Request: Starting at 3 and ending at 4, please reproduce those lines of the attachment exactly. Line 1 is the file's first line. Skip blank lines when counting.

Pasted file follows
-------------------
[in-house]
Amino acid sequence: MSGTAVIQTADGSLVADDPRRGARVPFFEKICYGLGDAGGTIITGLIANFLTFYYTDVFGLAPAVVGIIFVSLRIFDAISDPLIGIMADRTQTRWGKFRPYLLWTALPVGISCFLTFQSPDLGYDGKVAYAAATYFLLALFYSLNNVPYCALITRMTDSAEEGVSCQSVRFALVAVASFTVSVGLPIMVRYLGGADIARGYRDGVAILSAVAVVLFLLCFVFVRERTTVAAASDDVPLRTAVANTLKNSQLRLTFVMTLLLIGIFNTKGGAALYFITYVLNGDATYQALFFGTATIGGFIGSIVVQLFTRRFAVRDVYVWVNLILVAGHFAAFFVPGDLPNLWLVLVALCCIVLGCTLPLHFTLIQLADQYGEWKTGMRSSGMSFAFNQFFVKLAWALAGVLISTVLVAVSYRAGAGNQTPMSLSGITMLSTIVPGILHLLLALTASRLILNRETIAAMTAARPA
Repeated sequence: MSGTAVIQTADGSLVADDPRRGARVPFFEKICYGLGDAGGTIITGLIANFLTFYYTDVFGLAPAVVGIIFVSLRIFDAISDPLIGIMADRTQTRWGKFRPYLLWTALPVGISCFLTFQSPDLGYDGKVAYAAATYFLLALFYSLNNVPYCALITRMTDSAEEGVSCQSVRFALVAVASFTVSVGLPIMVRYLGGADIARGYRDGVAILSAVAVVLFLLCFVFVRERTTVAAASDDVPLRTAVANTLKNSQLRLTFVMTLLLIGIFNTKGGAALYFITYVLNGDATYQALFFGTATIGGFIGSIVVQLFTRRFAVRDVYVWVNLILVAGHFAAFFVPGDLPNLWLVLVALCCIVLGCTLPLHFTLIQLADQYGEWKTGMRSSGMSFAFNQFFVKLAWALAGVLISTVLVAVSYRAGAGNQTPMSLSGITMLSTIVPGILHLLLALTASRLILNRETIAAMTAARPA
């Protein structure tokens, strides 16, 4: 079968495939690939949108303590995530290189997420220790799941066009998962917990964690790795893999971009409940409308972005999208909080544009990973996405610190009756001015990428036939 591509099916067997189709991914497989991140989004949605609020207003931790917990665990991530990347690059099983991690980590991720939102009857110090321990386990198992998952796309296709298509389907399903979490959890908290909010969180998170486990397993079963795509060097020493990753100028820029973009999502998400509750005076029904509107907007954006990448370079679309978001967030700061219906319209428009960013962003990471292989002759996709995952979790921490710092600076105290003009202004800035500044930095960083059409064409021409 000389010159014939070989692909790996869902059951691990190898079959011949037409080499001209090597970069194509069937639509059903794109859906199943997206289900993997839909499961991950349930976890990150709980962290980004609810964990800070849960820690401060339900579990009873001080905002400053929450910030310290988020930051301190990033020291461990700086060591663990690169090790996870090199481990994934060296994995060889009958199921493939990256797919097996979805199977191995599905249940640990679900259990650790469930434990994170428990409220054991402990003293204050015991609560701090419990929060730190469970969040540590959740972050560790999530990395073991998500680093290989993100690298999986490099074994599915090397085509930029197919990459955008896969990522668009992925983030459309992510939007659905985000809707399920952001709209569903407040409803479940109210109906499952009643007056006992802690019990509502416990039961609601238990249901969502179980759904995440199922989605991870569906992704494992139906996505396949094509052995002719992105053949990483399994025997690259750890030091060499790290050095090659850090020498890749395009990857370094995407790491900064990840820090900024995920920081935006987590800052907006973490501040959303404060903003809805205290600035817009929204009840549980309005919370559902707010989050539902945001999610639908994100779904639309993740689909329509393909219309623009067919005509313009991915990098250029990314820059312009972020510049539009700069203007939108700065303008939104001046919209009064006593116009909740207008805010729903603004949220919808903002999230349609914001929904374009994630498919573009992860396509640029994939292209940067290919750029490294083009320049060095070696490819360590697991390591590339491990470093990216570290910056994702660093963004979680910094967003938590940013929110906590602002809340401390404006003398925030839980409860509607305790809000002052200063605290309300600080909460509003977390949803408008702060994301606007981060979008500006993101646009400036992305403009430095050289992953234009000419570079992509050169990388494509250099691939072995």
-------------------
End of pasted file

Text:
Repeated sequence: MSGTAVIQTADGSLVADDPRRGARVPFFEKICYGLGDAGGTIITGLIANFLTFYYTDVFGLAPAVVGIIFVSLRIFDAISDPLIGIMADRTQTRWGKFRPYLLWTALPVGISCFLTFQSPDLGYDGKVAYAAATYFLLALFYSLNNVPYCALITRMTDSAEEGVSCQSVRFALVAVASFTVSVGLPIMVRYLGGADIARGYRDGVAILSAVAVVLFLLCFVFVRERTTVAAASDDVPLRTAVANTLKNSQLRLTFVMTLLLIGIFNTKGGAALYFITYVLNGDATYQALFFGTATIGGFIGSIVVQLFTRRFAVRDVYVWVNLILVAGHFAAFFVPGDLPNLWLVLVALCCIVLGCTLPLHFTLIQLADQYGEWKTGMRSSGMSFAFNQFFVKLAWALAGVLISTVLVAVSYRAGAGNQTPMSLSGITMLSTIVPGILHLLLALTASRLILNRETIAAMTAARPA
């Protein structure tokens, strides 16, 4: 079968495939690939949108303590995530290189997420220790799941066009998962917990964690790795893999971009409940409308972005999208909080544009990973996405610190009756001015990428036939 591509099916067997189709991914497989991140989004949605609020207003931790917990665990991530990347690059099983991690980590991720939102009857110090321990386990198992998952796309296709298509389907399903979490959890908290909010969180998170486990397993079963795509060097020493990753100028820029973009999502998400509750005076029904509107907007954006990448370079679309978001967030700061219906319209428009960013962003990471292989002759996709995952979790921490710092600076105290003009202004800035500044930095960083059409064409021409 000389010159014939070989692909790996869902059951691990190898079959011949037409080499001209090597970069194509069937639509059903794109859906199943997206289900993997839909499961991950349930976890990150709980962290980004609810964990800070849960820690401060339900579990009873001080905002400053929450910030310290988020930051301190990033020291461990700086060591663990690169090790996870090199481990994934060296994995060889009958199921493939990256797919097996979805199977191995599905249940640990679900259990650790469930434990994170428990409220054991402990003293204050015991609560701090419990929060730190469970969040540590959740972050560790999530990395073991998500680093290989993100690298999986490099074994599915090397085509930029197919990459955008896969990522668009992925983030459309992510939007659905985000809707399920952001709209569903407040409803479940109210109906499952009643007056006992802690019990509502416990039961609601238990249901969502179980759904995440199922989605991870569906992704494992139906996505396949094509052995002719992105053949990483399994025997690259750890030091060499790290050095090659850090020498890749395009990857370094995407790491900064990840820090900024995920920081935006987590800052907006973490501040959303404060903003809805205290600035817009929204009840549980309005919370559902707010989050539902945001999610639908994100779904639309993740689909329509393909219309623009067919005509313009991915990098250029990314820059312009972020510049539009700069203007939108700065303008939104001046919209009064006593116009909740207008805010729903603004949220919808903002999230349609914001929904374009994630498919573009992860396509640029994939292209940067290919750029490294083009320049060095070696490819360590697991390591590339491990470093990216570290910056994702660093963004979680910094967003938590940013929110906590602002809340401390404006003398925030839980409860509607305790809000002052200063605290309300600080909460509003977390949803408008702060994301606007981060979008500006993101646009400036992305403009430095050289992953234009000419570079992509050169990388494509250099691939072995």